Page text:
Steel Solutions in Wind Power

STEEL MATTERS

As wind energy technologies become more advanced and eco-friendly in a world that demands sustainability, steel continues to play an integral role in the development of the wind power industry.

While the world’s population continues to grow and economies around the globe become more and more developed, demand for energy is skyrocketing. Simultaneously, climate change concerns demand that these energy solutions be sustainable. As such, the steel industry plays an important role in such production technologies, including those that generate wind power—a clean energy source that, unlike fossil fuels, does not emit carbon dioxide.

One Turbine, Many Steel Parts

POSCO_One Turbine, Many Steel Parts
Image Credit: World Steel Association

From its all-important foundation down to its screws and studs, every part of a wind turbine—machinery used to produce wind energy—depends on iron and steel. In fact, steel, on average, represents 80 percent of all the materials used to construct a wind turbine. The main components of the machine are the tower, the nacelle and the rotor. While the blades are generally made of other materials, such as carbon fiber or alloys, steel holds the turning blades in place, utilizing a cast iron or forged steel rotor hub.

At the top of the tower are the rotor and the nacelle. Because a nacelle can weigh as much as 300 tonnes, steel’s strength makes it the perfect material for the nacelle’s frame, housing and machinery. The nacelle contains some of the highest-value steel, including electrical steel, a specialty metal tailored to fabricate the specific magnetic properties that make wind energy feasible.

Behind the blades, a low-speed shaft transfers the rotational force of the rotor to the gearbox. Here, the gears are operated using precision tools and hardened steel components, and increase the low rotational speed of the rotor shaft to the high speed required to power the generator. Next, the mechanical energy captured by the blades is converted into electric energy, which is then directed to the transformer and converted to the higher voltage needed by the electricity grid.

Most of the steel in a wind turbine is utilized in the tower. There are a variety of towers, including steel-concrete hybrid towers, steel truss towers and steel lattice towers, but about 90 percent of all wind turbine towers are tubular steel towers. To construct one of these, fan-shaped plate segments are cut from rectangular parent steel plates and are then roll-formed and welded into cone sections. The tower and the foundation, which connects the turbine to the ground or seabed, have to be tailored to carry these heavier blades and the bigger rotor that they necessitate.

 

Steel-Powered Wind Energy of the Future

From a climate change and sustainability perspective, it is important to take into account the life cycle of wind turbines. Because steel is infinitely recyclable and has a limited environmental impact, it only makes sense that it is a primary material in turbine construction. The recovery of the material at the end of its useful life (which, in wind turbines, is usually 20 to 30 years) also helps to regain upfront costs, owing to the value of steel scrap. As traditional turbines age, maintenance and replacements are needed. In response to this disadvantage, new solutions are being explored to revolutionize wind energy.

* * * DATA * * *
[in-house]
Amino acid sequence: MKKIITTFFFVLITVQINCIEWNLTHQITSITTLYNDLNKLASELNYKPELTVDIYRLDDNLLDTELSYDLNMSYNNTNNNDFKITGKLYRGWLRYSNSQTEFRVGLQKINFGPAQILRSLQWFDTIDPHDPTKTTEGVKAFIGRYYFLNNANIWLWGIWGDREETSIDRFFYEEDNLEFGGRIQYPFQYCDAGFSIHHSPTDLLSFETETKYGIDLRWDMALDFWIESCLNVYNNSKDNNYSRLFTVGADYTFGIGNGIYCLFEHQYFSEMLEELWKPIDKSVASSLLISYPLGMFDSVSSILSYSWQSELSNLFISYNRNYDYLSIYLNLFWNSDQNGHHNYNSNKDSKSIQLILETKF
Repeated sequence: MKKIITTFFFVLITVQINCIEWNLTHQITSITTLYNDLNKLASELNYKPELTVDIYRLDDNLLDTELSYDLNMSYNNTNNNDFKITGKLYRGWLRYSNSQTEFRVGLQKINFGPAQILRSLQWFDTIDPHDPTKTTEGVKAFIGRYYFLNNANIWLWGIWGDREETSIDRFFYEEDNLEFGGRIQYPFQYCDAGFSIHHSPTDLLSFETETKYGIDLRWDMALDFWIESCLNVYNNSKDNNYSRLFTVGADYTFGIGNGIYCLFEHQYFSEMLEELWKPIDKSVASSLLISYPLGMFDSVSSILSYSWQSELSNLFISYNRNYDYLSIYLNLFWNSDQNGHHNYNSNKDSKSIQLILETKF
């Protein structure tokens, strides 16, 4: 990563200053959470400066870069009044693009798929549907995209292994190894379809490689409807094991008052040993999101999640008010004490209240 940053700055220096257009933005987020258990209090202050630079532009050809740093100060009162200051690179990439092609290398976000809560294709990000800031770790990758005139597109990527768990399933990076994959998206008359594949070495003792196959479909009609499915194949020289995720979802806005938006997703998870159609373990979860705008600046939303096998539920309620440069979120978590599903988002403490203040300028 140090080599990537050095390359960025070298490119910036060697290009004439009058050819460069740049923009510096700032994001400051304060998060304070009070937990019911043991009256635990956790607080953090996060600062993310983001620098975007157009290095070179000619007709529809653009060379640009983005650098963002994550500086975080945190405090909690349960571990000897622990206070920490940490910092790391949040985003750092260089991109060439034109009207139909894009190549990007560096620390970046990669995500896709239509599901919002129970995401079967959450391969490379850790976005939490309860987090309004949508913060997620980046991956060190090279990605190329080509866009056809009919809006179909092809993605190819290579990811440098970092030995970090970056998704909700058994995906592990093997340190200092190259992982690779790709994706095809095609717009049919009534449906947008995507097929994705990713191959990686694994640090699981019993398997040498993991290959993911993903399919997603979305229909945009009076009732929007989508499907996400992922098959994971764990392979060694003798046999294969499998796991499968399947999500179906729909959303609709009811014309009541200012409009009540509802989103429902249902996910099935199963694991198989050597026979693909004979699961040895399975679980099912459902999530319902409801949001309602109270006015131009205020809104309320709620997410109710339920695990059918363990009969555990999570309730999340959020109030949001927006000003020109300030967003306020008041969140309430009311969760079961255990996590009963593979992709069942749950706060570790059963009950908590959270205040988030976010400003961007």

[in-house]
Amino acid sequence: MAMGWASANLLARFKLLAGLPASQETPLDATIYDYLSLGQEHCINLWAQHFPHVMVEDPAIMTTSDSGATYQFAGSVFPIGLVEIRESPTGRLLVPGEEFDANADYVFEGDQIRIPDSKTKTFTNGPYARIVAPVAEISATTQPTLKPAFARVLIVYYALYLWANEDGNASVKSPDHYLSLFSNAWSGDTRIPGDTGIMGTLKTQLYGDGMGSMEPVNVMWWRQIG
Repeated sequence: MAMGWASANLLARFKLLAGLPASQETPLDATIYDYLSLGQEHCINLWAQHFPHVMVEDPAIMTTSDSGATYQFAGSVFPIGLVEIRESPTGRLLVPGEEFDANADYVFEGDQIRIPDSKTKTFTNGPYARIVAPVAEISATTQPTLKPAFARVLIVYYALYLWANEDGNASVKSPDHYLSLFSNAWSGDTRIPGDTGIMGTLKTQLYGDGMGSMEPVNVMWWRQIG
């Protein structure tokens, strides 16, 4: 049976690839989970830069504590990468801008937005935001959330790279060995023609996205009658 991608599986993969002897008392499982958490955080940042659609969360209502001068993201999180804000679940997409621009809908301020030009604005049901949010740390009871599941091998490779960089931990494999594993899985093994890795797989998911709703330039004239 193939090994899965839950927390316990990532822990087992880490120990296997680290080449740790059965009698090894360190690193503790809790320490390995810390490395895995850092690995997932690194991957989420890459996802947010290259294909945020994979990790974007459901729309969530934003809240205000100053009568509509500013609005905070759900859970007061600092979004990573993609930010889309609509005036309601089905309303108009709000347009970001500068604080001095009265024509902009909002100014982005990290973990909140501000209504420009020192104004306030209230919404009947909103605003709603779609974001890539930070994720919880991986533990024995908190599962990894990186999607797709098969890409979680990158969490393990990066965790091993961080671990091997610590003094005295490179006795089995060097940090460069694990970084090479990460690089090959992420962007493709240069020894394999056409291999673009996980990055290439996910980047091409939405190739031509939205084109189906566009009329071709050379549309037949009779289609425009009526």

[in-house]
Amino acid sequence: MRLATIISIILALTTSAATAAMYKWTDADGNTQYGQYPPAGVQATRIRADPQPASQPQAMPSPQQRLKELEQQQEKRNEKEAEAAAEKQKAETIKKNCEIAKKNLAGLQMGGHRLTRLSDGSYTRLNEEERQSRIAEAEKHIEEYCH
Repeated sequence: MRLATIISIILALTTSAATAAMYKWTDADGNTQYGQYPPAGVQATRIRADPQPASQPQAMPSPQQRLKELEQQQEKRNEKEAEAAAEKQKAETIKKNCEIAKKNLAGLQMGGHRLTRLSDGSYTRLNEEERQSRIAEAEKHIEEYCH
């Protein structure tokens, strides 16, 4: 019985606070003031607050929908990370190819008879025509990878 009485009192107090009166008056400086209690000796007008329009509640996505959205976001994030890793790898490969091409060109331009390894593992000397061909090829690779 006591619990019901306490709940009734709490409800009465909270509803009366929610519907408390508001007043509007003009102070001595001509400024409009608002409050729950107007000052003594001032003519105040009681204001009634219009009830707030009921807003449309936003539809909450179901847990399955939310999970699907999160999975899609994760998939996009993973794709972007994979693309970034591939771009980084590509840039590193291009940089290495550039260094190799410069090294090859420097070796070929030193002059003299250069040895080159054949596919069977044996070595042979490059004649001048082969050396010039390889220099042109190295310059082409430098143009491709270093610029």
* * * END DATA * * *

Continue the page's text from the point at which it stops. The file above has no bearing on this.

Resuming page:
POSCO_World Steel Association_Steel-Powered Wind Energy of the Future
Image Credit: World Steel Association

Enter the EWICON (Electrostatic Wind Energy Converter)—the first ever wind energy generator that requires no blades or moving parts. Developed by researchers at Delft University of Technology in the Netherlands, the EWICON is a large rectangular-shaped steel frame that stands vertically and is made up of 40 steel tubes that run horizontally within the frame and generate charged water droplets. The droplets are discharged from the steel tubes and blown by the wind. Their movement generates power that is transferred to the electricity grid. Because the EWICON doesn’t have moving parts, maintenance costs are minimal. Additionally, it doesn’t make noise, vibrate or generate shadows, so it is more suitable for urban areas.

Likewise, the Dutch Wind Mill, a new project that is part of a collective effort to transform the Dutch city of Rotterdam into a clean technology city, incorporates EWICON technology and serves as another example of the ever-improving wind energy technologies.

This “Windmill of the Future” has been designed as a 174-meter-tall bladeless steel-and-glass windmill that is to be encased by 30,000 square meters of space containing apartments, a panorama restaurant and a hotel, which will all be linked together via a series of rotating observation cabins. The structure’s inner ring area will be comprised of a framework of horizontal steel tubes that generate energy in a new and sustainable way.

Dubbed the Electrostatic Wind turbine, it is a giant step up from a traditional wind turbine. Not only will this structure work like an ecosystem, but it will also be entirely energy-neutral and connected to a smart grid for surplus energy. Other technological features include an interactive information layer within the glass facades of the cabins, as well as systems for water treatment for organic waste and photovoltaics. At the moment, the project is in its research and development stages, but is set for completion between 2020 and 2025.

Continued technological advancements and supportive policy measures have the ability to dramatically increase the future of wind energy development around the world. In doing so, they will provide a more sustainable energy solution to meet the changing demands of the world. Steel will continue to support both traditional wind turbines, as well as the wind energy technologies of the future.

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